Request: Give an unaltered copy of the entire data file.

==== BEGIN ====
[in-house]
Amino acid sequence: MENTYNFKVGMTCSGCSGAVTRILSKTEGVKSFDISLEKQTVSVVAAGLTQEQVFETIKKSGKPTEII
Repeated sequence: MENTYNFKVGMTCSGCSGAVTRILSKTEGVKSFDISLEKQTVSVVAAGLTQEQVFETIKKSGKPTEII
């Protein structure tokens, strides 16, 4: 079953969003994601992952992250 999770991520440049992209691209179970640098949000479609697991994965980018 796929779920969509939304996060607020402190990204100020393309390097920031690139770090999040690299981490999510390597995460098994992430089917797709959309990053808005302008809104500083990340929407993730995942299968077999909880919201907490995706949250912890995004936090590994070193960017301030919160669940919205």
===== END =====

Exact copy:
[in-house]
Amino acid sequence: MENTYNFKVGMTCSGCSGAVTRILSKTEGVKSFDISLEKQTVSVVAAGLTQEQVFETIKKSGKPTEII
Repeated sequence: MENTYNFKVGMTCSGCSGAVTRILSKTEGVKSFDISLEKQTVSVVAAGLTQEQVFETIKKSGKPTEII
């Protein structure tokens, strides 16, 4: 079953969003994601992952992250 999770991520440049992209691209179970640098949000479609697991994965980018 796929779920969509939304996060607020402190990204100020393309390097920031690139770090999040690299981490999510390597995460098994992430089917797709959309990053808005302008809104500083990340929407993730995942299968077999909880919201907490995706949250912890995004936090590994070193960017301030919160669940919205």